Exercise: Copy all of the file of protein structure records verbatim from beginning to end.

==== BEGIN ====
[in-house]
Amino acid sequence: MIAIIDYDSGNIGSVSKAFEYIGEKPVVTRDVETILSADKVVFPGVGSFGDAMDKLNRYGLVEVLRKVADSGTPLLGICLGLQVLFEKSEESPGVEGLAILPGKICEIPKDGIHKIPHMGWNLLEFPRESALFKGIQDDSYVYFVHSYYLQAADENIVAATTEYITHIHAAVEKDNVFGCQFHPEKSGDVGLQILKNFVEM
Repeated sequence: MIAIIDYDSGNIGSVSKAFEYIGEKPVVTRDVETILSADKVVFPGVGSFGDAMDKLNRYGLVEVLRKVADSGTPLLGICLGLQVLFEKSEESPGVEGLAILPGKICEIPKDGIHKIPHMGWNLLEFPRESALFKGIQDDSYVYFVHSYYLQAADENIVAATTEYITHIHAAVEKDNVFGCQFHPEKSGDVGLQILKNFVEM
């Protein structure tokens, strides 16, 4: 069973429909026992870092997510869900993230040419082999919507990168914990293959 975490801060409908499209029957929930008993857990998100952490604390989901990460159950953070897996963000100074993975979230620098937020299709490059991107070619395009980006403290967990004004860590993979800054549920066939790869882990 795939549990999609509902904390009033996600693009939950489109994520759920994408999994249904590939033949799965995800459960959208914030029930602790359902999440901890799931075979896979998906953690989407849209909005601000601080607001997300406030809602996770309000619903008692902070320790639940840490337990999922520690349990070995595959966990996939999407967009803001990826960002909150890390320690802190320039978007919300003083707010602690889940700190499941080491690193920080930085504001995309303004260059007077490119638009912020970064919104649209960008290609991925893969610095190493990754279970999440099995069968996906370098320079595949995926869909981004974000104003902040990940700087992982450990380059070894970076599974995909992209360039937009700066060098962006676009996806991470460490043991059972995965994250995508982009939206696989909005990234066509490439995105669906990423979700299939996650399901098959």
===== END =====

[in-house]
Amino acid sequence: MIAIIDYDSGNIGSVSKAFEYIGEKPVVTRDVETILSADKVVFPGVGSFGDAMDKLNRYGLVEVLRKVADSGTPLLGICLGLQVLFEKSEESPGVEGLAILPGKICEIPKDGIHKIPHMGWNLLEFPRESALFKGIQDDSYVYFVHSYYLQAADENIVAATTEYITHIHAAVEKDNVFGCQFHPEKSGDVGLQILKNFVEM
Repeated sequence: MIAIIDYDSGNIGSVSKAFEYIGEKPVVTRDVETILSADKVVFPGVGSFGDAMDKLNRYGLVEVLRKVADSGTPLLGICLGLQVLFEKSEESPGVEGLAILPGKICEIPKDGIHKIPHMGWNLLEFPRESALFKGIQDDSYVYFVHSYYLQAADENIVAATTEYITHIHAAVEKDNVFGCQFHPEKSGDVGLQILKNFVEM
């Protein structure tokens, strides 16, 4: 069973429909026992870092997510869900993230040419082999919507990168914990293959 975490801060409908499209029957929930008993857990998100952490604390989901990460159950953070897996963000100074993975979230620098937020299709490059991107070619395009980006403290967990004004860590993979800054549920066939790869882990 795939549990999609509902904390009033996600693009939950489109994520759920994408999994249904590939033949799965995800459960959208914030029930602790359902999440901890799931075979896979998906953690989407849209909005601000601080607001997300406030809602996770309000619903008692902070320790639940840490337990999922520690349990070995595959966990996939999407967009803001990826960002909150890390320690802190320039978007919300003083707010602690889940700190499941080491690193920080930085504001995309303004260059007077490119638009912020970064919104649209960008290609991925893969610095190493990754279970999440099995069968996906370098320079595949995926869909981004974000104003902040990940700087992982450990380059070894970076599974995909992209360039937009700066060098962006676009996806991470460490043991059972995965994250995508982009939206696989909005990234066509490439995105669906990423979700299939996650399901098959």